Dimitri De Fauw

It's easy to write an obituary when one of your heroes dies - probably more so if you don't know them well. There's just the legend, palmares, anecdotes and the sadness. But I knew Dimitri De Fauw, not well, but I worked at maybe half-a-dozen Six Day races where he was riding.

Frank Vandenbroucke

"RIP VDB" said the text from John Stollery, waiting for me, when I woke up; there were others too, from Dave and Stevie all expressing sadness - for all his faults, he was a hard man to dislike.

Hugh McGuire

Hugh McGuire, who has died suddenly of a heart attack aged 71, was the Glasgow-born Scot who became one of the top UK cyclists in the 1960s, representing both Scotland and the British Army. He took part with the best of GB riders in the Tour of Britain / Milk Race era, winning stages - and in so doing following the wheels of a slightly older top gun, Jimmy Savile. McGuire became noticed, and in 1962 and 1963, was selected to travel behind the Iron Curtain to participate in the annual Berlin-Warsaw-Prague road race, the co-called Peace Race designed by the Soviets to bring together the world's top cyclists in reconciliation between Warsaw Pact countries and the West.

Memories of Jason MacIntyre

It's a year since Jason MacIntyre died; just like I can remember where I was when JFK was shot, I can remember receiving the call from James McCallum as I drove through Cramond. Jason was a special rider, I loved to watch him in a time trial; to me he was poetry in motion.

Jocky Allan

Jocky Allan has passed. Life is strange, sometimes. Yesterday I was talking to a friend of mine, we got round to talking about cycling, and with a far away look in his eyes, he reminisced about his first bike; "my maw pushed the boat out and bought me this beautiful red racer, it had white wall tyres and white transfers on the tubes - JB Allan."

Gary Wiggins – “Nobody messed with The Doc”

The tall, rawboned rider ambled across to the barrier; Gary Wiggins was broad and square across the shoulders, big-thighed and walked with a loose-limbed gait. His long legs made easy work of straddling the steel fence which separated the riders' enclosure from the paying public at the Gent six, back in the early 80's.

Jason MacIntyre – Grey Days Indeed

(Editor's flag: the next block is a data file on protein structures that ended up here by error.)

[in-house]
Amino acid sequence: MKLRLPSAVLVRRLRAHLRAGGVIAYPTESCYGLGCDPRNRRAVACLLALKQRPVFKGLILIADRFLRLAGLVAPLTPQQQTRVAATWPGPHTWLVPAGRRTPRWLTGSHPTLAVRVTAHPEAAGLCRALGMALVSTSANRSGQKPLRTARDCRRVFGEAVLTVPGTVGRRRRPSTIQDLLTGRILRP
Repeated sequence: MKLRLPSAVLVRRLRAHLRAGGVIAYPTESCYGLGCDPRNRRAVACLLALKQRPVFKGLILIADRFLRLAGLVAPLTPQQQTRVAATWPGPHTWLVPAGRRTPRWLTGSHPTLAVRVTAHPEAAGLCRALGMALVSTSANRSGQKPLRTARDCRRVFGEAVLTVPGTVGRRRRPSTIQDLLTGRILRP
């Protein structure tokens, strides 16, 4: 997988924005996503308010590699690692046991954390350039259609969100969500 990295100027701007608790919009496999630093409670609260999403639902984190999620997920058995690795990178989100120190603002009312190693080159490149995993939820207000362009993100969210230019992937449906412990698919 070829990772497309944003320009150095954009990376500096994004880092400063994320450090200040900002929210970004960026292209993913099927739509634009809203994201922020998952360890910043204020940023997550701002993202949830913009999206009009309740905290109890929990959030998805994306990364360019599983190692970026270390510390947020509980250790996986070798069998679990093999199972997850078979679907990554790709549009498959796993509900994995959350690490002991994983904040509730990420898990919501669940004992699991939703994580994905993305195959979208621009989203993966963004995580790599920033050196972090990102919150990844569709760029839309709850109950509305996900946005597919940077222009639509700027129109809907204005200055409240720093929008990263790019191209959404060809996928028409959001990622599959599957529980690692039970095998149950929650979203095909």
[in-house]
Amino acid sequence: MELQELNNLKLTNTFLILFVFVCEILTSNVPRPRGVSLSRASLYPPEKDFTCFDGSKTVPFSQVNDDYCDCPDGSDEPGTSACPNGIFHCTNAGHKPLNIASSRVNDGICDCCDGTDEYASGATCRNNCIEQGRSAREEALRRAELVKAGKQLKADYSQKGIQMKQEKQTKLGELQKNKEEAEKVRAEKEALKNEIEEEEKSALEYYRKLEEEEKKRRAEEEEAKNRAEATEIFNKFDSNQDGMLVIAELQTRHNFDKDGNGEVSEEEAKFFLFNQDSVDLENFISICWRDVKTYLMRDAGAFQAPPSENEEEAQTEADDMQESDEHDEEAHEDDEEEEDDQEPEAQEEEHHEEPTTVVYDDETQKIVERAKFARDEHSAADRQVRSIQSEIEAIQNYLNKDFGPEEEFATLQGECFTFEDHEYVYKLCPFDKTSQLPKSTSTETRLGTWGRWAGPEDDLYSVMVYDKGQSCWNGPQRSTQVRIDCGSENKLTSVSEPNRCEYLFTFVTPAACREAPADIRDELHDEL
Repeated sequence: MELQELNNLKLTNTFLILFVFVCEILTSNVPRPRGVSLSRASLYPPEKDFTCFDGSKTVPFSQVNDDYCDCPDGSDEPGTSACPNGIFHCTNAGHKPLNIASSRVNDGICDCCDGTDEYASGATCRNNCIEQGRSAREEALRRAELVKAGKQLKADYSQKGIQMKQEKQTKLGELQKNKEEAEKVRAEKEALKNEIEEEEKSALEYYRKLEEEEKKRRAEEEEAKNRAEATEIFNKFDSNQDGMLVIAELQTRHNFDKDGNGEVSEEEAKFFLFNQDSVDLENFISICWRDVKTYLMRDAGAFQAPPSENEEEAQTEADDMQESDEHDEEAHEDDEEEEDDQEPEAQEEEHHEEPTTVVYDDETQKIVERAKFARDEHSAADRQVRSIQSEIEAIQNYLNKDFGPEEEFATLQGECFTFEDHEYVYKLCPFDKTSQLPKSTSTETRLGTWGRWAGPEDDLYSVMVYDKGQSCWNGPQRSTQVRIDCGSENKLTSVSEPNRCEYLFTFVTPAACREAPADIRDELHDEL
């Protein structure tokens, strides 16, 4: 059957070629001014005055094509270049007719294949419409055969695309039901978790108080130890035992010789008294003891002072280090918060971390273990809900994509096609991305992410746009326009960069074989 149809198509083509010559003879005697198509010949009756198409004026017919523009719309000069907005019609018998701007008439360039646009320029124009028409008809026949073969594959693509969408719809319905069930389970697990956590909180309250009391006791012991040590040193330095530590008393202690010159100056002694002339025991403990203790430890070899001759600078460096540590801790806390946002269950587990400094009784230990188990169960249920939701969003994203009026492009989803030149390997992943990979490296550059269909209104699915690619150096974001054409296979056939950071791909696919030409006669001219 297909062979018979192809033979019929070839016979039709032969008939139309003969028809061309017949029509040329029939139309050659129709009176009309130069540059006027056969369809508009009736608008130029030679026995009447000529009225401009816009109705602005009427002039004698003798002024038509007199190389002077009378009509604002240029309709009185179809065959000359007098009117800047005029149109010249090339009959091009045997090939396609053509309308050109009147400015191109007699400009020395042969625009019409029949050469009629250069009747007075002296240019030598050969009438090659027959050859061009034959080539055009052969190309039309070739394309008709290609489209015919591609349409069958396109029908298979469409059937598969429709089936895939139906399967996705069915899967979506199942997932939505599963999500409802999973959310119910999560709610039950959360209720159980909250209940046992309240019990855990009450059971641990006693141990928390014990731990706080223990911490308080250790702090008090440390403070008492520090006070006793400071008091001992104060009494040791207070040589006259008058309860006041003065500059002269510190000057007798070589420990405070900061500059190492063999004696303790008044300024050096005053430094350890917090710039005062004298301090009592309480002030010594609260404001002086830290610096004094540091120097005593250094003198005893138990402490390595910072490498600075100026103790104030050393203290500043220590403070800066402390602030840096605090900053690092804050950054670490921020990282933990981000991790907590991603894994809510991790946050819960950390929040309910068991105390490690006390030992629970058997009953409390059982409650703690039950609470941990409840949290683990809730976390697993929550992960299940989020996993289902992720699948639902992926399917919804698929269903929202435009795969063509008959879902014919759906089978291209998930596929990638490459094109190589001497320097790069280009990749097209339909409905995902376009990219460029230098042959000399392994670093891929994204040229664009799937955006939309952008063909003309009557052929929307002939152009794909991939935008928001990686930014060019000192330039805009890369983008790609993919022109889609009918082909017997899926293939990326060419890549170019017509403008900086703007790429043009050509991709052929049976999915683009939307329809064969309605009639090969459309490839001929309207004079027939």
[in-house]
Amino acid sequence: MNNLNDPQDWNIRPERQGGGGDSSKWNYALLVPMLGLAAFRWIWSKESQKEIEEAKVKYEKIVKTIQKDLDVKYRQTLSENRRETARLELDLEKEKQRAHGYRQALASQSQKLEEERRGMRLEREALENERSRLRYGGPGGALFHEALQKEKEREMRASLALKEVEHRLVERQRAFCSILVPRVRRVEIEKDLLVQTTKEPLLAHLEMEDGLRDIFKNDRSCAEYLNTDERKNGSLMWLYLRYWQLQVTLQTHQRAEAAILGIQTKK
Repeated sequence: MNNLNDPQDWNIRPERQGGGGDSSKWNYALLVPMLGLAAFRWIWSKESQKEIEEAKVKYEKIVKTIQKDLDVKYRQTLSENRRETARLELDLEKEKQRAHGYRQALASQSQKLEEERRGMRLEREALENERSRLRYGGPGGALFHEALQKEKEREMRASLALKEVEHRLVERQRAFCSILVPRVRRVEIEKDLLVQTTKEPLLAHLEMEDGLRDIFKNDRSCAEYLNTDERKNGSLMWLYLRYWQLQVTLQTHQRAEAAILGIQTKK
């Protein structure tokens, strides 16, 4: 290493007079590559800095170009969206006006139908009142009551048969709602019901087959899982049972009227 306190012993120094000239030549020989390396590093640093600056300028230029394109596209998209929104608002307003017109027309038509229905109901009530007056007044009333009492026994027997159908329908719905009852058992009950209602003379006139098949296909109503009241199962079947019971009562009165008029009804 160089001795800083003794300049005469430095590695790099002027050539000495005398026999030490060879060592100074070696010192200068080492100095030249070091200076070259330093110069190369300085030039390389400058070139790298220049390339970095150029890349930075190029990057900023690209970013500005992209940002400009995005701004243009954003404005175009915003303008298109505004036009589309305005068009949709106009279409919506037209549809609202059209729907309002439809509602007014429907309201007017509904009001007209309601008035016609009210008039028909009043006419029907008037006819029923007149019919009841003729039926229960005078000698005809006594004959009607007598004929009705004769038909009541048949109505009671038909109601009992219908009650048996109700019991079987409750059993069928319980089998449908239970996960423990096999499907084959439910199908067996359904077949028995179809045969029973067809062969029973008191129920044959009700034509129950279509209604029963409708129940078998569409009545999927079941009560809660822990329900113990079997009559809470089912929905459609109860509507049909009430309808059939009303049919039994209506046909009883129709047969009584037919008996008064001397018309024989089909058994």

It's drizzling in Kirkcaldy at 06.15, mild, damp, depressing. The 07.50 train to Edinburgh and no one speaks, not a word. I'd sooner be in the old Transit, with Terry Wogan prattling-on about sausages. The carriage rocks past the Forth Bridge approach road at 08.10 and like Talking Heads would say, the tailback is "same as it ever was". We're on our way to say goodbye to Jason MacIntyre.

Jason MacIntyre

British 25 Mile Time Trial Champion, Jason Macintyre (Edge RT) died this afternoon, after being involved in a collision at 13.34 GMT with a Highland Council truck which is believed to have turned left across his path as it entered the council yard on the northern outskirts of Jason's home town of Fort William. The 34 year-old multiple Scottish champion was returning from a training run in the Spean Bridge area when the tragedy occured at a spot known locally as Carr's corner on the A82 road.

Phil Young Memorial Time Trial

The recent Phil Young Memorial TT was a tremendous success. The weather was a bit cold and damp but it certainly didn't dampen the enjoyment of the field. Every rider in the race got a prize, and it was really nice to see the expression on the face of riders who have never won a prize before.

Phil Young – A Tribute

I didn't make it up to the Phil Young memorial race this year, work got in the way. I need to get my values sorted out. I should put the memory of a friend before commercial activity, but when you are under client pressure to get a job finished, it is difficult. Phil had his priorities right, though: "the bike" was number one, and everything else was organised around that.